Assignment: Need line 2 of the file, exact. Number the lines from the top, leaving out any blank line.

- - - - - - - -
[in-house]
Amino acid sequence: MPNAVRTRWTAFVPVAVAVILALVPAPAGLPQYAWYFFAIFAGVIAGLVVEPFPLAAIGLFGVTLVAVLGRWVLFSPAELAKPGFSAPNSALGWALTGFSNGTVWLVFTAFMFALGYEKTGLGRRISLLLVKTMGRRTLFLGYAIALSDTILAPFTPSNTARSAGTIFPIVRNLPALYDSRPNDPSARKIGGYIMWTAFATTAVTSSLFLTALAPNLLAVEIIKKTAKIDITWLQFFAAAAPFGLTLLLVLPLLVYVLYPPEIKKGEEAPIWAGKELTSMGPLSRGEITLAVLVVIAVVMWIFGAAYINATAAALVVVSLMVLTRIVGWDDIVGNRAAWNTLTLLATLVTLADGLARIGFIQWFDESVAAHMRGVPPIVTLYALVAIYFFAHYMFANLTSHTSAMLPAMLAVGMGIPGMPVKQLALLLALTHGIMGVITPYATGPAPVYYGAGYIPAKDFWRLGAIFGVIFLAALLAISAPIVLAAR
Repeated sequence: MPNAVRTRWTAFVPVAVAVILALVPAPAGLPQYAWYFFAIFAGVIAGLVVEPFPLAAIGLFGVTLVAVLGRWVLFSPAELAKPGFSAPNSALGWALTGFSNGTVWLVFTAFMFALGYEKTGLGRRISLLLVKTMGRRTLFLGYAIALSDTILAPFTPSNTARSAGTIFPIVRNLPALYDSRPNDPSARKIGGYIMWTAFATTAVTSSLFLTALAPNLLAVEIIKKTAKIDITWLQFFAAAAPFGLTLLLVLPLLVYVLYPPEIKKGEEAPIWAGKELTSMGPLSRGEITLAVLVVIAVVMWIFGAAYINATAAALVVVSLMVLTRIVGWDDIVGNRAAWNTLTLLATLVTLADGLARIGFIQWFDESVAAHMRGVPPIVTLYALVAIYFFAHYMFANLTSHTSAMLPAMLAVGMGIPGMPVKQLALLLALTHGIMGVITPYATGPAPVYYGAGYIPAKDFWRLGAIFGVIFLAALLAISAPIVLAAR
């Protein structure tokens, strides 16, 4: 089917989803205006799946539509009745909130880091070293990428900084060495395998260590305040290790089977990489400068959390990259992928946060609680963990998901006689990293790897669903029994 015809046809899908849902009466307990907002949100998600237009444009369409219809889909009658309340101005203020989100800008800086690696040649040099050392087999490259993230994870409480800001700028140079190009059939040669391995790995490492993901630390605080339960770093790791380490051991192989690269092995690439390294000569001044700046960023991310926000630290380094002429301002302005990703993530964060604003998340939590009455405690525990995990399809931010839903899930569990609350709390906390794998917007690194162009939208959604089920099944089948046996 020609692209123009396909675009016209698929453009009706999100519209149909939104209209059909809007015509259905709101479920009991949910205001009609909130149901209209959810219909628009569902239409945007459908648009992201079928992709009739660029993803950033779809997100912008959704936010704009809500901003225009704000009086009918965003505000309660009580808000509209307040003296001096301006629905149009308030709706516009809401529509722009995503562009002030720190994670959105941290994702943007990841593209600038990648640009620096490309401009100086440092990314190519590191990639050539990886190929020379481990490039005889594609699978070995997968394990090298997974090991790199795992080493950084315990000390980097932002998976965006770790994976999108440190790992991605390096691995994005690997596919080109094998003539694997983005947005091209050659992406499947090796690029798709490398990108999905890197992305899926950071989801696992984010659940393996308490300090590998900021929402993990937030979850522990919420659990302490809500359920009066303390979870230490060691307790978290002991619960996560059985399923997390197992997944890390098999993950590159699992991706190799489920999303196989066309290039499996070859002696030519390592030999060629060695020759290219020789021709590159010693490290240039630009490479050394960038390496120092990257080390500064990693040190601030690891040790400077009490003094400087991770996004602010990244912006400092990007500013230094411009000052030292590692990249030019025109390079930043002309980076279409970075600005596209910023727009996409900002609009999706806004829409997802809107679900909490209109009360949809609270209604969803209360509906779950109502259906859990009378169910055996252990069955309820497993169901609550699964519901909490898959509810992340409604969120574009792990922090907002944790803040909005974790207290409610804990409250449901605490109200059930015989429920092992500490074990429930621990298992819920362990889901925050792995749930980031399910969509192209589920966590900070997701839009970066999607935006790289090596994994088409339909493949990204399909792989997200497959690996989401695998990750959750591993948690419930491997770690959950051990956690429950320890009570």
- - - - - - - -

Amino acid sequence: MPNAVRTRWTAFVPVAVAVILALVPAPAGLPQYAWYFFAIFAGVIAGLVVEPFPLAAIGLFGVTLVAVLGRWVLFSPAELAKPGFSAPNSALGWALTGFSNGTVWLVFTAFMFALGYEKTGLGRRISLLLVKTMGRRTLFLGYAIALSDTILAPFTPSNTARSAGTIFPIVRNLPALYDSRPNDPSARKIGGYIMWTAFATTAVTSSLFLTALAPNLLAVEIIKKTAKIDITWLQFFAAAAPFGLTLLLVLPLLVYVLYPPEIKKGEEAPIWAGKELTSMGPLSRGEITLAVLVVIAVVMWIFGAAYINATAAALVVVSLMVLTRIVGWDDIVGNRAAWNTLTLLATLVTLADGLARIGFIQWFDESVAAHMRGVPPIVTLYALVAIYFFAHYMFANLTSHTSAMLPAMLAVGMGIPGMPVKQLALLLALTHGIMGVITPYATGPAPVYYGAGYIPAKDFWRLGAIFGVIFLAALLAISAPIVLAAR